Bank accounts for refugees are currently a big issue in neighboring Germany, where no bank account often means no home rental and no job. However, many German banks have rejected applications from people with refugee status. Reasons given include missing documents and even language difficulties. In some cases where the applicant does not understand German or at least English, an interpreter is required to accurately convey information.
Recently Bafin, the German Federal Financial Supervisory Authority, began to recognize provisional documents issued by the migration authority as a legal alternative for the opening of bank accounts. But banks insist that the successful implementation of international agreements aimed at countering money laundering takes priority. However, the German Federal Government wants to sign into effect a law which will give refugees and homeless people the right to open bank accounts.
Bank accounts for foreign residents: What are the options in Switzerland?
The answer to that question is: it really depends on the bank. There are major differences in how different Swiss banks respond to foreign applicants looking to open a bank account. If you are resident in Switzerland, you will not have to pay the additional bank fee which is imposed on foreigners residing outside of Switzerland. But even so, you might find your applications being turned down by many banks, especially if you only have a more basic residence permit.
Public service mandate of PostFinance
Only a handful of banks allow the unrestricted opening of accounts.
Beside Credit Suisse and the Aargauischen Kantonalbank, you may find PostFinance to be a good bet. The postal bank is obliged by a mandate to provide basic financial services to all residents. That means PostFinance does not have a say in whether or not to accept you as a client. All individuals with identification papers can open an account at the Postbank, regardless of how long (or short) they will reside in Switzerland.
The Schaffhauser Kantonalbank is another bank which, in principle, accepts customers from around the world, as long as they carry a valid Swiss residence permit or proof of employment in Switzerland.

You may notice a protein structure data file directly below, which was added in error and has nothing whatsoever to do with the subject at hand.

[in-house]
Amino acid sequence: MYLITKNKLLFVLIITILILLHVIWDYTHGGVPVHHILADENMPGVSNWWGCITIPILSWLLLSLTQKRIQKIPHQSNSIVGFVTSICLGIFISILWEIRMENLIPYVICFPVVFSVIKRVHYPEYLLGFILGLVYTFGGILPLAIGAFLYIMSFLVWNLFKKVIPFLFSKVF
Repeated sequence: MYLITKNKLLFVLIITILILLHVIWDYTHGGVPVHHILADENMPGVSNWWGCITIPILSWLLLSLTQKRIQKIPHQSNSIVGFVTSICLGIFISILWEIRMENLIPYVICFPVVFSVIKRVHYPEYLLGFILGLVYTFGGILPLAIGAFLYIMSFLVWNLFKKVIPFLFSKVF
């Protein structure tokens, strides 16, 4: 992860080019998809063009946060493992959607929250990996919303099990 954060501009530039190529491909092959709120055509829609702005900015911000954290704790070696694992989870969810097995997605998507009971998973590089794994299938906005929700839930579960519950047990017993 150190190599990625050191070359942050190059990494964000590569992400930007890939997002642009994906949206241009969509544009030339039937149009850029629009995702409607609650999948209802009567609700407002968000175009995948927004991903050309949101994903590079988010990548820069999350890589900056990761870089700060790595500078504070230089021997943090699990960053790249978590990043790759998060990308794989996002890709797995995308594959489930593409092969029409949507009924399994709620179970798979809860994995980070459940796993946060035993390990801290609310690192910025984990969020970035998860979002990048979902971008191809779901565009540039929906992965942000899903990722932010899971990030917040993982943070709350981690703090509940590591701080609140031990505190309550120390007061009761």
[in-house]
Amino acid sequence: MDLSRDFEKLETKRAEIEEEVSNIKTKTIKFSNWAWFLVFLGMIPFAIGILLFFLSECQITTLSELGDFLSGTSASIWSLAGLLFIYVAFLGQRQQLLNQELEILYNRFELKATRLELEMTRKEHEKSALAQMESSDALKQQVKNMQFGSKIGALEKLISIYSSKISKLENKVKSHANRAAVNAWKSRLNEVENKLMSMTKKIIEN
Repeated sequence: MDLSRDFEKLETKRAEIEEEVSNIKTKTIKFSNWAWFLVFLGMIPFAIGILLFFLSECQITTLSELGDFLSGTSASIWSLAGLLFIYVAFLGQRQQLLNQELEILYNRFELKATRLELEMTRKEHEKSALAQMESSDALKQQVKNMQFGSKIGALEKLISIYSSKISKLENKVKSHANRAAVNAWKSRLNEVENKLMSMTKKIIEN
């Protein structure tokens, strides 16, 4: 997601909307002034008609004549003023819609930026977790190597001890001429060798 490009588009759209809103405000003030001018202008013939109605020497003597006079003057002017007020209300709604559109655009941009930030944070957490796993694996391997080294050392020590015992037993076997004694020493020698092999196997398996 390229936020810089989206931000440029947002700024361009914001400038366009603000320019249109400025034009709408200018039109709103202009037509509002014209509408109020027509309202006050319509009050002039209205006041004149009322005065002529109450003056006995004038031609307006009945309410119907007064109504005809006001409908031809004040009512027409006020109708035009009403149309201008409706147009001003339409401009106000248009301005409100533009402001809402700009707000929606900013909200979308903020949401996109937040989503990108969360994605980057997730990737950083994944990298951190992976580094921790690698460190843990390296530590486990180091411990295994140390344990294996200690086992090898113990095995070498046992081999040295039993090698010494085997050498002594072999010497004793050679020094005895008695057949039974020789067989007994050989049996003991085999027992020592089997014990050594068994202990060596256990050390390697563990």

Opening an account with a B or C permit
If you have a "B" or "C" residence permit, you should be able to open a bank account at most banks without any issues. If you are in Switzerland on a diplomatic permit, you also shouldn’t encounter too much difficulty as long as you are not polically exposed. The Banque Cantonale Vaudoise (BCV) generally accepts any applicant with a Swiss residence or employment permit which is valid for at least 6 months.
Opening a Swiss bank account: Nationality and customer profile
Other banks will open a bank account for you if your profile matches their criteria. UBS, for example, considers an application individually before beginning a customer relationship. Your nationality can play a deciding role in whether or not you are approved for a Swiss bank account. The Zürcher Kantonalbank also considers your overall situation during the decision-making process.
The Thurgauer Kantonalbank is somewhat less flexible. As a rule, the bank will not even consider taking on customers who do not have long-term Swiss residence permits.
Limitations for refugees and asylum seekers
Non-Swiss with category F (temporarily admitted), N (asylum seeker) or S (vulnerable person) permit in Switzerland may find themselves unwelcome or only begrudgingly accepted at Swiss banks.
Berner Kantonalbank and St. Galler Kantonalbank, for instance, only accept foreign residents possessing a B or C permit. F, N and S permit holders will generally not be able to open an account at Raiffeisen either because those permits do not serve as unquestionable proof of identity. The Basellandschaftlichen Kantonalbank may take on F permit holders, but only if they can show proof of residence issued by municipal authorities.
At the Obwaldner Kantonalbank, the opening of a bank account for a refugee or asylum seeker is only possible in rare instances. Account-related documents are only available in German.
Migros Bank, UBS and the Zürcher Kantonalbank inspect applications individually and may in rare instances (depending on your profile) allow refugees to open accounts.
Temporarily admitted refugees (permit F) can open accounts at Luzerner Kantonalbank, while asylum seekers (N permit) and vulnerable persons (S permit) face limitations.
Bank Cler generally accepts refugees and asylum seekers, as do Basler Kantonalbank, Credit Suisse and PostFinance. As a parastatal bank, PostFinance is required to provide basic banking services to all residents, and is therefore a good option for residents with F, N and S permits.
Valiant and Graubündner Kantonalbank accept temporarily admitted persons and asylum seekers. Only holder of S permits (vulnerable persons) are not eligible. In some cases, Valiant may require proof of residence.
No account without legal ID
As a rule, all Swiss banks state that the regulations and considerations governing the opening of bank accounts must be adhered to. This includes the "Code of Conduct with Regard to the Exercise of Due Diligence" (CDB), which requires that banks can prove the identity of their customers beyond a shadow of doubt. This requires applicants to provide government-issued identification documents.
Without proper ID, you will not be able to open an account at any Swiss bank. PostFinance states that in the absence of acceptable identification documents, it will judge your application on an individual basis and get back to you regarding further steps to take.
For more information:
Swiss non-resident bank fee comparison
Swiss private account comparison
Swiss savings account comparison
Swiss brokerage account comparison
Swiss credit card comparison
Swiss personal loan comparison